2. Third limited is my default, but I have been known to do the others. Here's my goofy story o' the day: When I was in primary school, I wrote a story in first person, and my teacher went to great lengths to tell me I should NEVER write in first person because it's too HARD to READ and that no REAL authors wrote in first... so I went to my desk, grabbed my current library book, handed it to her, and told her she was extremely wrong.

    Heh heh heh. Some days detention was worth it. ;)

  3. I've never tried 3rd-omnicient. My first ms was in 3rd-close (but 5 different main characters), and my latest one is in 1st person (with 3 main characters). I love getting close in on the emotions, which I do best in 1st too.

    But my "fatal flaw" is writing in present-tense. I love to read and write it, but I also can't seem to NOT write in it...
    The Middle Ages

  4. Megan - I do see a difference in picture books. There aren't too many in 1st that I can think of - maybe because they're meant as read-alouds? Although one of my preschoolers favorites is Owl Moon - they sit enchanted and that's in 1st (so do what makes you comfortable!)

    Su - as a teacher, that makes me sad. but yeah, I'm pretty sure I was told that at some point, too, because it is ingrained.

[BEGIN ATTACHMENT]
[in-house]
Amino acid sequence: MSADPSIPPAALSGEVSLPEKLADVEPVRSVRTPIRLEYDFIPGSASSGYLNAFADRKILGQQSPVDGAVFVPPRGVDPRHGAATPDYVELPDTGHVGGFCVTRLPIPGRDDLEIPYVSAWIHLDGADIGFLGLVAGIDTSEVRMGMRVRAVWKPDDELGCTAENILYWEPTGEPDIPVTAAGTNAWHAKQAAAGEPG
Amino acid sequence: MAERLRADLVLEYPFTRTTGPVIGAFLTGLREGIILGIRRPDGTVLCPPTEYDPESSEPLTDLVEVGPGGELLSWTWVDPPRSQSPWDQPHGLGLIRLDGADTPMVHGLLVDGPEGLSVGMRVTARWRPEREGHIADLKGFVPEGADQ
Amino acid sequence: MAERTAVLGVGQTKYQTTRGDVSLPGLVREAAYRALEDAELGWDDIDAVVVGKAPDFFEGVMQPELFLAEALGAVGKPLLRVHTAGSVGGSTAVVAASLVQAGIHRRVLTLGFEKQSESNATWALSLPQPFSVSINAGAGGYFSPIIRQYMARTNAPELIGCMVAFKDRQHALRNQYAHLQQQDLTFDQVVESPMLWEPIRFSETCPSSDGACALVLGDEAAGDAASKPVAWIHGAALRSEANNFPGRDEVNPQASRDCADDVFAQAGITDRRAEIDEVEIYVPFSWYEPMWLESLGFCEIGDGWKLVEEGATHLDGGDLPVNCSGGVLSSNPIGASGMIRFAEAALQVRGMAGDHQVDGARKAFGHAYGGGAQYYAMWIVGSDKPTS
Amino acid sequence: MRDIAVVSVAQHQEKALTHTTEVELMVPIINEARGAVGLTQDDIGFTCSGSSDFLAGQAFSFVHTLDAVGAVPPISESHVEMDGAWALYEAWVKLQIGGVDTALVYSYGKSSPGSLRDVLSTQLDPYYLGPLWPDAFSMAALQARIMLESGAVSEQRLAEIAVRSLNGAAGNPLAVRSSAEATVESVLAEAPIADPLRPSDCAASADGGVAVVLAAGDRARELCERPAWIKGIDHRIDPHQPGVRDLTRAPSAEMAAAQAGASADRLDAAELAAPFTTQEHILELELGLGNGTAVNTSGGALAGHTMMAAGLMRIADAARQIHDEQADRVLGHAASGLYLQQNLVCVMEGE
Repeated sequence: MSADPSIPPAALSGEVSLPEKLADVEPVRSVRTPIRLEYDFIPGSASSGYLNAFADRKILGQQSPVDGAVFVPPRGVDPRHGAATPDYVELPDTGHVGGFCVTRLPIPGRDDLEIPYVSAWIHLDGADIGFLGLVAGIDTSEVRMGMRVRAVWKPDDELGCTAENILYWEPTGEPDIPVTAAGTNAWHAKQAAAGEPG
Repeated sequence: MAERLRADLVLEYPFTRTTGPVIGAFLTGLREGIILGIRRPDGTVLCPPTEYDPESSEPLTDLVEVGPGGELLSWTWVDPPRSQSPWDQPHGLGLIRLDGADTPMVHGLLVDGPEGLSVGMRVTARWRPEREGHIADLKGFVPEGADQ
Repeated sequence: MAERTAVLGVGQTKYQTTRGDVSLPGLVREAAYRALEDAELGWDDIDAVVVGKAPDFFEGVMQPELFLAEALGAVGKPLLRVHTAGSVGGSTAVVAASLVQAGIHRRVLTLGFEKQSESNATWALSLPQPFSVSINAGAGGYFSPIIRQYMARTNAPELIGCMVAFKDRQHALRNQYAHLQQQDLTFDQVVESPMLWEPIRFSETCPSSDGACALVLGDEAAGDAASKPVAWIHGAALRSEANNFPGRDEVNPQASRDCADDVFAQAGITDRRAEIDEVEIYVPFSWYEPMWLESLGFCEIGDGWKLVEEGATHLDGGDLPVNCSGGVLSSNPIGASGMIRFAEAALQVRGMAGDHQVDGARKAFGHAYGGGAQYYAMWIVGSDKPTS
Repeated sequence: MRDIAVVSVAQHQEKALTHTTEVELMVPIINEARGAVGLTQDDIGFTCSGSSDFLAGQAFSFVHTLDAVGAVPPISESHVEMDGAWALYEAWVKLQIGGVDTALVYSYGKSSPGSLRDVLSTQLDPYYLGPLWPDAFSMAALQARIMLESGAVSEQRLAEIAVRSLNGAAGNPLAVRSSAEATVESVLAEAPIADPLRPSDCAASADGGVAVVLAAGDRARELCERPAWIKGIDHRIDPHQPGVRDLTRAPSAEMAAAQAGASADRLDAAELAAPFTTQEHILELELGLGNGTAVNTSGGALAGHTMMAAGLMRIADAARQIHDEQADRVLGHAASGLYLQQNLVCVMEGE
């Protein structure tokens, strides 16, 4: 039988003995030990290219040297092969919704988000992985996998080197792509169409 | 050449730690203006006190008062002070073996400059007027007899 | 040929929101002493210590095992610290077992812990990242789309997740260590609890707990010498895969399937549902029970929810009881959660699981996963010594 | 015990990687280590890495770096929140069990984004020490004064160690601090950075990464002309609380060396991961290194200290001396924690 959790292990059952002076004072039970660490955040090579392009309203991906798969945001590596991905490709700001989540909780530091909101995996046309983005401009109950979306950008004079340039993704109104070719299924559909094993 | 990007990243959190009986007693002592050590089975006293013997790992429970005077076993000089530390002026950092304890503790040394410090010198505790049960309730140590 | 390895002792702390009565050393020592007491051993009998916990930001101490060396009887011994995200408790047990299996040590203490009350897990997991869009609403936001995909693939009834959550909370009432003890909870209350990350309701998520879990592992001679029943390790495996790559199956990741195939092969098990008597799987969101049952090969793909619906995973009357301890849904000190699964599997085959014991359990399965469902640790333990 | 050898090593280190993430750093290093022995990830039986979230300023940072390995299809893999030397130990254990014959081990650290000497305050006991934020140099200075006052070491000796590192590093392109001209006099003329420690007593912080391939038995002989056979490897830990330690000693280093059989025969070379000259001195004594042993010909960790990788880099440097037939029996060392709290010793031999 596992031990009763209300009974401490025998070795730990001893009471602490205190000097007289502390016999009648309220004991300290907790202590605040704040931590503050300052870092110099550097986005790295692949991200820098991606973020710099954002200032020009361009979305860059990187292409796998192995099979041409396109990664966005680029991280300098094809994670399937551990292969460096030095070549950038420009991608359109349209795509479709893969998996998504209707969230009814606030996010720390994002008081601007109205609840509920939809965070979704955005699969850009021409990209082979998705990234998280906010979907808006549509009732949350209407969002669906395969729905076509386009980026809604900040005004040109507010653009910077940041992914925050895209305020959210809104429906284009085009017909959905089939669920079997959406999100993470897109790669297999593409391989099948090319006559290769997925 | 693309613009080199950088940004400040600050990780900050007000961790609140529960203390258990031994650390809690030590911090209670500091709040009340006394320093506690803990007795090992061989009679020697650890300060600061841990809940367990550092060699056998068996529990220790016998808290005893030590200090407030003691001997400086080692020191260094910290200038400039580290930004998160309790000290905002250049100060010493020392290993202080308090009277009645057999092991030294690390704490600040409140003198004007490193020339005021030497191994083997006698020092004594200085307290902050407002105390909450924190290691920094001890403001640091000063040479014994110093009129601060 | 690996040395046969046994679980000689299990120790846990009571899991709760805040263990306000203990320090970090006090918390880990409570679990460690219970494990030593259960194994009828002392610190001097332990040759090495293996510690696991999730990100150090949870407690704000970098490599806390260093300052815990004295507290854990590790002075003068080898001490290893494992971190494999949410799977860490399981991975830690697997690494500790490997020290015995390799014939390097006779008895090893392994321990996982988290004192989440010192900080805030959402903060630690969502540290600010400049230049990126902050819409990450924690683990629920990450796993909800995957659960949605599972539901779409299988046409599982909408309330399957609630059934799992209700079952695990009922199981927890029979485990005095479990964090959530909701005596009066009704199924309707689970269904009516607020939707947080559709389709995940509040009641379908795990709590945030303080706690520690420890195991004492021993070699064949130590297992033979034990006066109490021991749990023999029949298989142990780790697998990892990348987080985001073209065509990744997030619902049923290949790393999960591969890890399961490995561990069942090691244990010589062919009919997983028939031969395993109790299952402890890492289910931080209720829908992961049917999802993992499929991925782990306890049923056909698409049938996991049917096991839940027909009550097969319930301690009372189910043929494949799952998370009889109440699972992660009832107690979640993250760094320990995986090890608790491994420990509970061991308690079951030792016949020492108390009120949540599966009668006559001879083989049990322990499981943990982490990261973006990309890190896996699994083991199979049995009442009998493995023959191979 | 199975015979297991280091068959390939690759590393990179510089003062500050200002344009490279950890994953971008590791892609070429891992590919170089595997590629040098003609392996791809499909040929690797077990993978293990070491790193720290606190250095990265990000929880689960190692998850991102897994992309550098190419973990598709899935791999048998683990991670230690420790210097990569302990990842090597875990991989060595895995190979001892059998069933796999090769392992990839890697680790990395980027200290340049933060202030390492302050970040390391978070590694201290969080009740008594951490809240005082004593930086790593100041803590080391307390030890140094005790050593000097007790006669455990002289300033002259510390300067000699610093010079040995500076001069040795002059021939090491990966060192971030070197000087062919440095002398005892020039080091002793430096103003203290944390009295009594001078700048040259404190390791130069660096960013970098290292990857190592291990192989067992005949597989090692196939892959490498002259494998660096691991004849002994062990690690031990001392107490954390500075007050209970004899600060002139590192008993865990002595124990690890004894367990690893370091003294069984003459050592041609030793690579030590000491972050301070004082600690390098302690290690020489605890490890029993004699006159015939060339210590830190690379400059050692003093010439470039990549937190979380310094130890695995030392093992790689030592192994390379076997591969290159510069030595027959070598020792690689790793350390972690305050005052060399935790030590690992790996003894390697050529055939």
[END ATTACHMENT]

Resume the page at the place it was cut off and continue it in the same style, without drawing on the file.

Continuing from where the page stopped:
B - I thought about bringing up tense, too, since that's a hot topic. I default right to past (as do most authors, I think), but for some things - action and suspense comes to mind first - present is fun, too.

  5. I most often write in 3rd person limited because honestly, I like it best (to read). It takes a REALLY great book for me to get into 1st person--normally it feels... young... like a diary--which makes it great for some YA, but in adult books I rarely get past it. The only loved exceptions I've read recently are Hunger Games (which WORKS as a diary) and The Book Thief, because DEATH is such a brilliant narrator (and honestly... it is only peripherally a story about him--much of it is told in 3rd person. And then The Secret Life of Bees (but that is also a teen narrator, and so forgiven for it all being me me me.)